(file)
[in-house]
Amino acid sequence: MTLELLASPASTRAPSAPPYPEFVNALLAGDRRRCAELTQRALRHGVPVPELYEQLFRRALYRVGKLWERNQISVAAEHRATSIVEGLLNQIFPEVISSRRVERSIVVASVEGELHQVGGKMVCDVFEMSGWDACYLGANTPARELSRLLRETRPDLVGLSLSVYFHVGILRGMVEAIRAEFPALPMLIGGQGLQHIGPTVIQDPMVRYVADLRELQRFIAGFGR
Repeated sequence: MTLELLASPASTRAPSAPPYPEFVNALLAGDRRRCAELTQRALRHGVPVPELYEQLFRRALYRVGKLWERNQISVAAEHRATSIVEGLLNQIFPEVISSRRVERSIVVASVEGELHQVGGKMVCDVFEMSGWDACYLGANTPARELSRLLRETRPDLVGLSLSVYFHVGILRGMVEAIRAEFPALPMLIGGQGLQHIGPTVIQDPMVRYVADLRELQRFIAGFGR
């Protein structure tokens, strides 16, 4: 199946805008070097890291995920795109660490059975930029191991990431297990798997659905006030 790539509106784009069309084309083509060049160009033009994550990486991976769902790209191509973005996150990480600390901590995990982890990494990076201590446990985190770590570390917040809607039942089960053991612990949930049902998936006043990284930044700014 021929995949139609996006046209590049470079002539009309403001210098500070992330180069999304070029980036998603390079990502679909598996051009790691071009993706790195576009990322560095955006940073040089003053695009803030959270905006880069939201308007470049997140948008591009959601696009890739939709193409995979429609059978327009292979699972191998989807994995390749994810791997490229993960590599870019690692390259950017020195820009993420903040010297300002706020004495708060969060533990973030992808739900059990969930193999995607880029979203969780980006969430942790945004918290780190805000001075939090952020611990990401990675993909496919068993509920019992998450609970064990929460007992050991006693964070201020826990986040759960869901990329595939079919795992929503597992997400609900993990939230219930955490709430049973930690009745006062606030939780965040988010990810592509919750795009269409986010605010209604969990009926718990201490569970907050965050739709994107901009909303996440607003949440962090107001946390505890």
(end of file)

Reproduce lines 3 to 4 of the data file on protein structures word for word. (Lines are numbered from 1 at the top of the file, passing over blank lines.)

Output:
Repeated sequence: MTLELLASPASTRAPSAPPYPEFVNALLAGDRRRCAELTQRALRHGVPVPELYEQLFRRALYRVGKLWERNQISVAAEHRATSIVEGLLNQIFPEVISSRRVERSIVVASVEGELHQVGGKMVCDVFEMSGWDACYLGANTPARELSRLLRETRPDLVGLSLSVYFHVGILRGMVEAIRAEFPALPMLIGGQGLQHIGPTVIQDPMVRYVADLRELQRFIAGFGR
């Protein structure tokens, strides 16, 4: 199946805008070097890291995920795109660490059975930029191991990431297990798997659905006030 790539509106784009069309084309083509060049160009033009994550990486991976769902790209191509973005996150990480600390901590995990982890990494990076201590446990985190770590570390917040809607039942089960053991612990949930049902998936006043990284930044700014 021929995949139609996006046209590049470079002539009309403001210098500070992330180069999304070029980036998603390079990502679909598996051009790691071009993706790195576009990322560095955006940073040089003053695009803030959270905006880069939201308007470049997140948008591009959601696009890739939709193409995979429609059978327009292979699972191998989807994995390749994810791997490229993960590599870019690692390259950017020195820009993420903040010297300002706020004495708060969060533990973030992808739900059990969930193999995607880029979203969780980006969430942790945004918290780190805000001075939090952020611990990401990675993909496919068993509920019992998450609970064990929460007992050991006693964070201020826990986040759960869901990329595939079919795992929503597992997400609900993990939230219930955490709430049973930690009745006062606030939780965040988010990810592509919750795009269409986010605010209604969990009926718990201490569970907050965050739709994107901009909303996440607003949440962090107001946390505890």